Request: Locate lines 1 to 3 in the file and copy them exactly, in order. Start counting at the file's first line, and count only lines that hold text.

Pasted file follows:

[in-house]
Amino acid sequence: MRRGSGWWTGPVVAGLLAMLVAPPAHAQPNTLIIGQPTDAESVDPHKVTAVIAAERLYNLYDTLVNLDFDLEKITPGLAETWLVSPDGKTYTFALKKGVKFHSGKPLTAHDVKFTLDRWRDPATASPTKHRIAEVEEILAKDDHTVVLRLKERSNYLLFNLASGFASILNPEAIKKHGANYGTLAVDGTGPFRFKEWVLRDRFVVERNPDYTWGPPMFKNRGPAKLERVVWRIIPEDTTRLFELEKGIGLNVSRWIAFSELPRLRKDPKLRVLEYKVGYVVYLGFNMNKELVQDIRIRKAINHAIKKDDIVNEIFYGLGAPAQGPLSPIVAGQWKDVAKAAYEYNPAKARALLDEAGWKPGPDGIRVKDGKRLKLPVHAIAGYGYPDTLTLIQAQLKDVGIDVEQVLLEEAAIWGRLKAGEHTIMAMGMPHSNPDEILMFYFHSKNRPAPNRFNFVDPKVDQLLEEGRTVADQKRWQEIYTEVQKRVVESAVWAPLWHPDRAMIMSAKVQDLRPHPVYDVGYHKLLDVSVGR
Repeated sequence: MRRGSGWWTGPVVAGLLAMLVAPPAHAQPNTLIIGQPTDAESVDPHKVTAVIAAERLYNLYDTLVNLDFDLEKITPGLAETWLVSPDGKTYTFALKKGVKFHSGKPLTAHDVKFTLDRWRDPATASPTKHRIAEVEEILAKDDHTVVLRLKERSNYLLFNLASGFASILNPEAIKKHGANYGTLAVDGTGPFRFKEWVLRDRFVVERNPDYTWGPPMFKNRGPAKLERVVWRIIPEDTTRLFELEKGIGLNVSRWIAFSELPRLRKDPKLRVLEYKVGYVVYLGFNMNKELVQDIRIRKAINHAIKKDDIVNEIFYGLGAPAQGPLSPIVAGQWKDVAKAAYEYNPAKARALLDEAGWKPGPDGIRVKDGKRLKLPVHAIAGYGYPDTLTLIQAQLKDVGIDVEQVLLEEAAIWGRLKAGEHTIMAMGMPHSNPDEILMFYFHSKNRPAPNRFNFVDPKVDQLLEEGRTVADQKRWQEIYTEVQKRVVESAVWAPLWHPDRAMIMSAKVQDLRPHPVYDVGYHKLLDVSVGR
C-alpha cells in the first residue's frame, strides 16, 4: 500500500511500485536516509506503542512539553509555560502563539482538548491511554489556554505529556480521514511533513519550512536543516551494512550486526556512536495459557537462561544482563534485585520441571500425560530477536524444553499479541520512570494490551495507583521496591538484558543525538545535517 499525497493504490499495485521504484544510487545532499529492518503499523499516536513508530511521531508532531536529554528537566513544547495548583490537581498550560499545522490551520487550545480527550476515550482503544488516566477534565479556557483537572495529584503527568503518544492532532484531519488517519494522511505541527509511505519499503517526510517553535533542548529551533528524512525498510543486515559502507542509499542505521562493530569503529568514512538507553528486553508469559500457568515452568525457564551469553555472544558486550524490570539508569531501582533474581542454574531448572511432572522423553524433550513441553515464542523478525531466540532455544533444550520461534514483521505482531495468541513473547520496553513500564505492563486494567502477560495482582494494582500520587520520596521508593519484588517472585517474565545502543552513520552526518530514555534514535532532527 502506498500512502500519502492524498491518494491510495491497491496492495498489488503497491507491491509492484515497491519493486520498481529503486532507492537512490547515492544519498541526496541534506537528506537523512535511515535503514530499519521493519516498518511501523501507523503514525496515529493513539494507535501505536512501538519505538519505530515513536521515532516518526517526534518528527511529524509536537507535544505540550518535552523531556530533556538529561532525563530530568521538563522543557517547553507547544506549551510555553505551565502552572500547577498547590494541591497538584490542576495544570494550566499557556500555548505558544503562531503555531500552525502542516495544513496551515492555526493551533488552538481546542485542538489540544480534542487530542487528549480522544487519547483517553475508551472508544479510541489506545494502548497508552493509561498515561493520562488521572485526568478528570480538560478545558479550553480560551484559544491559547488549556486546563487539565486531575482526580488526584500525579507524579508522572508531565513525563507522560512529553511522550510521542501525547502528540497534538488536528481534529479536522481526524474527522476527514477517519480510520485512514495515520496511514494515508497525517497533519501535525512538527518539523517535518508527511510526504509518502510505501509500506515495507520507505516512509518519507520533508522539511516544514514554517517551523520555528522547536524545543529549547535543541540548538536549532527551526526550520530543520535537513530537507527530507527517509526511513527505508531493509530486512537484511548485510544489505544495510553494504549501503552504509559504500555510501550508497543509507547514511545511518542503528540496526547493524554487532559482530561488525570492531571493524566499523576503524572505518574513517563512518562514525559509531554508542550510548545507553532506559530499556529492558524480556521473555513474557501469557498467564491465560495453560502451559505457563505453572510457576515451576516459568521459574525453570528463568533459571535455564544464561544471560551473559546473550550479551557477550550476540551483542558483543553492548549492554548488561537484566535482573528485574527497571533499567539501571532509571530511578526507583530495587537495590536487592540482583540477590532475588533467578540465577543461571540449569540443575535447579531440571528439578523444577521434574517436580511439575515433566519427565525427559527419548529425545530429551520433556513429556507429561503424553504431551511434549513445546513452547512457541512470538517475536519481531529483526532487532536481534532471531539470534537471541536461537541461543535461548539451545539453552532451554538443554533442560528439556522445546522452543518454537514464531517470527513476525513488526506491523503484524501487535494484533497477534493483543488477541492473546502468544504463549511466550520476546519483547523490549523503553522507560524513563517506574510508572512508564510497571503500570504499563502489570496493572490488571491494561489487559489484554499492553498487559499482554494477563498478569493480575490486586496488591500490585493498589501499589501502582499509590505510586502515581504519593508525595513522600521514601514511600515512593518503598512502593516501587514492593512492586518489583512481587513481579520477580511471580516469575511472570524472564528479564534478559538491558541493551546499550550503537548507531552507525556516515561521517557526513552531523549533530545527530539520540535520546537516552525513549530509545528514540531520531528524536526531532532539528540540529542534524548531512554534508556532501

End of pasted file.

[in-house]
Amino acid sequence: MRRGSGWWTGPVVAGLLAMLVAPPAHAQPNTLIIGQPTDAESVDPHKVTAVIAAERLYNLYDTLVNLDFDLEKITPGLAETWLVSPDGKTYTFALKKGVKFHSGKPLTAHDVKFTLDRWRDPATASPTKHRIAEVEEILAKDDHTVVLRLKERSNYLLFNLASGFASILNPEAIKKHGANYGTLAVDGTGPFRFKEWVLRDRFVVERNPDYTWGPPMFKNRGPAKLERVVWRIIPEDTTRLFELEKGIGLNVSRWIAFSELPRLRKDPKLRVLEYKVGYVVYLGFNMNKELVQDIRIRKAINHAIKKDDIVNEIFYGLGAPAQGPLSPIVAGQWKDVAKAAYEYNPAKARALLDEAGWKPGPDGIRVKDGKRLKLPVHAIAGYGYPDTLTLIQAQLKDVGIDVEQVLLEEAAIWGRLKAGEHTIMAMGMPHSNPDEILMFYFHSKNRPAPNRFNFVDPKVDQLLEEGRTVADQKRWQEIYTEVQKRVVESAVWAPLWHPDRAMIMSAKVQDLRPHPVYDVGYHKLLDVSVGR
Repeated sequence: MRRGSGWWTGPVVAGLLAMLVAPPAHAQPNTLIIGQPTDAESVDPHKVTAVIAAERLYNLYDTLVNLDFDLEKITPGLAETWLVSPDGKTYTFALKKGVKFHSGKPLTAHDVKFTLDRWRDPATASPTKHRIAEVEEILAKDDHTVVLRLKERSNYLLFNLASGFASILNPEAIKKHGANYGTLAVDGTGPFRFKEWVLRDRFVVERNPDYTWGPPMFKNRGPAKLERVVWRIIPEDTTRLFELEKGIGLNVSRWIAFSELPRLRKDPKLRVLEYKVGYVVYLGFNMNKELVQDIRIRKAINHAIKKDDIVNEIFYGLGAPAQGPLSPIVAGQWKDVAKAAYEYNPAKARALLDEAGWKPGPDGIRVKDGKRLKLPVHAIAGYGYPDTLTLIQAQLKDVGIDVEQVLLEEAAIWGRLKAGEHTIMAMGMPHSNPDEILMFYFHSKNRPAPNRFNFVDPKVDQLLEEGRTVADQKRWQEIYTEVQKRVVESAVWAPLWHPDRAMIMSAKVQDLRPHPVYDVGYHKLLDVSVGR